There’s a guy. We’ll call him Alex. Alex owns a store underneath an elevated subway platform in Brooklyn. Alex’s store sells merchandise of a certain ilk: knock-off colognes, cheap luggage, bootleg DVD’s, overpriced 99 cent store items, etc. He’s as sleazy as you can imagine, and is clearly taking advantage of a clientele that doesn’t know any better.
As it happens, I’m working on a film that will be shooting nearby, and I’ve been asked by the Art Department to see if Alex might possibly allow us to remove his store awning, as it will be too noticeable in the background of the shot. So far, everyone on the street has been very accommodating to our presence, and I’ve got my fingers crossed as I go into the store.
I propose this to Alex, offering him about $1,500 for the shoot day, plus $500 for each non-shoot day that it’s down. While everyone thinks movies just throw money every which way, a film production would quickly go broke if you didn’t have some rationale for spending. The general philosophy is that we should be paying Alex for lost business due to lack of an awning, plus a little extra for his troubles.
Without blinking, Alex says “No way. I’ll lose too much business.”
This takes me as a surprise. For one thing, I’ve been on the street all week, and Alex has received very little business. Also, most of Alex’s customers seem to be regulars who do not need to see an awning to know he’s in business. But perhaps strangest of all is the fact that Alex’s sign seems to list a number of products he doesn’t actually sell. For example, it advertises him as selling cameras and camera supplies; however, from being in the store numerous times, I can guarantee there is not a single camera or roll of film to be found, disposable or otherwise. Frankly, it’s all a moot point, as the sign is nearly invisible due to the subway staircase blocking it.
But, OK, fine. I put the ball in his court: what would he like? “$5,000 for the shooting day and $1,000 for each non-shooting day.”
Now we’re talking some serious figures. Roughly speaking, this will add up to about $12,000, which is more money than we’re paying some of our shooting locations. Normally, this would be way too much, and we’d live with having an ugly awning in the background.
But something comes up. Now production is talking about shooting on the sidewalk in front of his store, which might mean some additional last minute request. You can’t predict what a director might ask for when he shows up on location, but it could be anything from rearranging store window items to having extras entering and exiting the shop.
Every store on the block agrees to this for a reasonable price. But Alex is fighting. He’ll do it all, but he wants his $12,000, or he’ll keep his awning up and shut his lights off when he closes up at 8pm. Production finally consents, and Alex is getting his money.
As we sign the contracts, I tell Alex that he needs to understand two things: one, he’s being paid an exceptionally large amount of money for this type of thing, and that’s it. Absolutely no more will be coming his way. Two, what we’ll actually need on the shoot night is not something you can predict. The contract we sign is all-encompassing on this note, but I remind him that he better be prepared for some last minute changes.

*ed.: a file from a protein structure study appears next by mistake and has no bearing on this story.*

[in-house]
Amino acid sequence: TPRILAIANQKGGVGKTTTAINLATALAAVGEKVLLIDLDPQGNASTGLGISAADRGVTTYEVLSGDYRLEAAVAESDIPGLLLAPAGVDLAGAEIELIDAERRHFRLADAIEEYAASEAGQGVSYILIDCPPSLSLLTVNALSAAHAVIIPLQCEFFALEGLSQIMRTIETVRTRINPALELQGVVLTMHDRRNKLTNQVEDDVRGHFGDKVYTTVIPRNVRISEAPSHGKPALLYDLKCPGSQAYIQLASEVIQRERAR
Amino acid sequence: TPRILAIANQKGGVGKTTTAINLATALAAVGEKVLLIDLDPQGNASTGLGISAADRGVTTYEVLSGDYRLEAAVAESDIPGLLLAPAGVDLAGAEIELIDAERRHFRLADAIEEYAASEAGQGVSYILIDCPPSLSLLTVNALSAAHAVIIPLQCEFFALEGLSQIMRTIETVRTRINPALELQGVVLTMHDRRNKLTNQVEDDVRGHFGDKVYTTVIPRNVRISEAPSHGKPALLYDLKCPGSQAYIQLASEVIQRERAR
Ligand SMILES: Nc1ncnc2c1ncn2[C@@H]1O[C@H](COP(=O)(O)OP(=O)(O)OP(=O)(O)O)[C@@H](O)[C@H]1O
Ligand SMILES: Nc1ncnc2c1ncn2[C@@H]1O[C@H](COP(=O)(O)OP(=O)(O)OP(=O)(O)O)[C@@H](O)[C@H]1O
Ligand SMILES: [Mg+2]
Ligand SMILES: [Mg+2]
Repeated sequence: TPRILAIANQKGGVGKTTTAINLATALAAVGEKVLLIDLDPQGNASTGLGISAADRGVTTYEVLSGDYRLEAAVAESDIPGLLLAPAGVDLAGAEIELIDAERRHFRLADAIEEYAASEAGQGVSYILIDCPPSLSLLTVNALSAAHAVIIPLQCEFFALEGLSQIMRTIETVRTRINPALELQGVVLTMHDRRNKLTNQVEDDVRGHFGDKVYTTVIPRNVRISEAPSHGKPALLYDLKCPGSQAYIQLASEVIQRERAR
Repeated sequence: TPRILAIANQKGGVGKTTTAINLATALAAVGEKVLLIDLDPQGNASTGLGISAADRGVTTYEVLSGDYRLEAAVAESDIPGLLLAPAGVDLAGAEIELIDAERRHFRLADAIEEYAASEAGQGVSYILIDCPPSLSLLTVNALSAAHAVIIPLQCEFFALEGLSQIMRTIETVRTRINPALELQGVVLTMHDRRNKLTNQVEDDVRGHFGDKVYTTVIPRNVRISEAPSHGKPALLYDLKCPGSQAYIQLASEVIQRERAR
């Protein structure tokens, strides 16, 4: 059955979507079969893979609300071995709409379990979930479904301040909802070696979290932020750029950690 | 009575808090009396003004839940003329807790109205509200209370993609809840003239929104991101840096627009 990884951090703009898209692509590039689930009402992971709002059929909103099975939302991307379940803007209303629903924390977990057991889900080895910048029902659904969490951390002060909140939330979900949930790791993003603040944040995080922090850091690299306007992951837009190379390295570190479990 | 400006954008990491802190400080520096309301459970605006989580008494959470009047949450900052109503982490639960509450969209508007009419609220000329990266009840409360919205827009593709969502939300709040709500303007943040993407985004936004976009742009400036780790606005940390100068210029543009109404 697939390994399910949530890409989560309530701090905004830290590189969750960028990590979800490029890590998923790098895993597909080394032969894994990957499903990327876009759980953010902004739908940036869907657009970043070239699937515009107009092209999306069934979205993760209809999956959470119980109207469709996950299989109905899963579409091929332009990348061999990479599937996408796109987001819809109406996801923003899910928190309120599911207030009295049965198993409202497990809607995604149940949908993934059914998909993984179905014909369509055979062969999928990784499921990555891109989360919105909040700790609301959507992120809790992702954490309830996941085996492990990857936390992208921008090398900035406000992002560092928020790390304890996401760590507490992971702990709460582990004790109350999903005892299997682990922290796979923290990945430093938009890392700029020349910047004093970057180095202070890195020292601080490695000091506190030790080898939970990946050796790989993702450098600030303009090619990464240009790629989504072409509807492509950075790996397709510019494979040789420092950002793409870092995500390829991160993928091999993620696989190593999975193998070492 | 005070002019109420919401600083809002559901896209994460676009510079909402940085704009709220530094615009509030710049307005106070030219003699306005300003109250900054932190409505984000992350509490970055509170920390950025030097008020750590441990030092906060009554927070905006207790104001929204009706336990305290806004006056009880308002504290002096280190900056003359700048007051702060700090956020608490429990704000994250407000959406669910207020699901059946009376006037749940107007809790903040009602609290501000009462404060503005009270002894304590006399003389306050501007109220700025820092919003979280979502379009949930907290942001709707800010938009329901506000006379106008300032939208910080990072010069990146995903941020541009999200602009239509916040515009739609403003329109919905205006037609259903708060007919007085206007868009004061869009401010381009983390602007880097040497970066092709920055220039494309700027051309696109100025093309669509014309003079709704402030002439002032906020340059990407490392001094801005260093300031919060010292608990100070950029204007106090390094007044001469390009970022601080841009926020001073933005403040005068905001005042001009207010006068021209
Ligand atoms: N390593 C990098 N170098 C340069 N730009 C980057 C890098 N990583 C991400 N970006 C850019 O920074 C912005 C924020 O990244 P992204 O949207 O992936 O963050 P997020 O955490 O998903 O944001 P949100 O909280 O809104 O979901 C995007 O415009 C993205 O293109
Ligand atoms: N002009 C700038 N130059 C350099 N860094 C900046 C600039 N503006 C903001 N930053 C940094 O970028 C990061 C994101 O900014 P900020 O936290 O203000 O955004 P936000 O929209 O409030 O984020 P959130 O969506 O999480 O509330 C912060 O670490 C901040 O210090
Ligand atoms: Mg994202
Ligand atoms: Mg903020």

Alex says, “Fine, fine! Just get me a check!”, with a smile reminiscent of every Disney villain ever created.
Pre-production on the location begins, and his awning comes down. I bring him payment for the non-shoot days, and the awning is loaded onto a truck. I’m handling this location, and as I’m running around dealing with the locals (all of whom are exceedingly friendly and cooperative), I make sure to keep an eye on his business. I’ve seen it with the awning on, and now with it off, I see no change in business.
Of course, I get the call a few days later: “Nick, it’s Alex. I cannot do this agreement. I am losing too much business. People are not shopping without the awning. I want more money.”
We have a signed agreement. He has several thousand dollars of studio money. We have his awning on the back of a truck. There is no noticeable difference in customers as far as I can tell. And now he wants to renegotiate.
So I say, “Look, we have a signed agreement. But I’m not here to be a jerk. If you’re really losing business, we’ll try to help you, but you have to show us some past month’s receipts as proof.”
Now at this point, a good con-man will say “OK, I’ll have them in a few days,” then forge some receipts. Unfortunately, Alex is not a very good con-man. “We do not keep monthly receipts. It’s not that type of business,” he says.
Now, if I go back to the producer and tell him that the owner of the knock-off merchandise store is claiming to be losing money despite a $12,000 paycheck, I’ll get fired. Ultimately, I know he’s trying to scam me, so I say “I’m sorry, but we have an agreement we both signed, and we need to abide by it.”
Smiling that familiar smile, Alex tells me:” “I never signed the contract, so we actually have no deal.”
Now this is weird, because he handed me a contract with his signature on it. I point this out.
“That signature was written by someone other than me. It’s a forgery. We have no deal, since I did not sign it myself.”
Right now, I’m ready to explode. “Is that so, Alex?” I ask, my voice shaking. “Because if that is the case, you have committed an act of fraud, which is a serious matter considering the fact we’ve apparently paid you thousands of dollars based on a forgery you were aware of.”
Thankfully, Alex gets spooked and quickly backs off from this line of reasoning, but still claims he’s losing business.
Ultimately, I end up doing the shitty location guy thing I hate doing: I give him the run-around. He calls me (he is now identified as “Shithead” on my phone’s caller ID), I let it go to voicemail. He catches me on the street, I tell him I’ve told my producer, and it’s out of my hands. When our art crew comes to make a few minor changes to his store, he begrudgingly allows them to do it.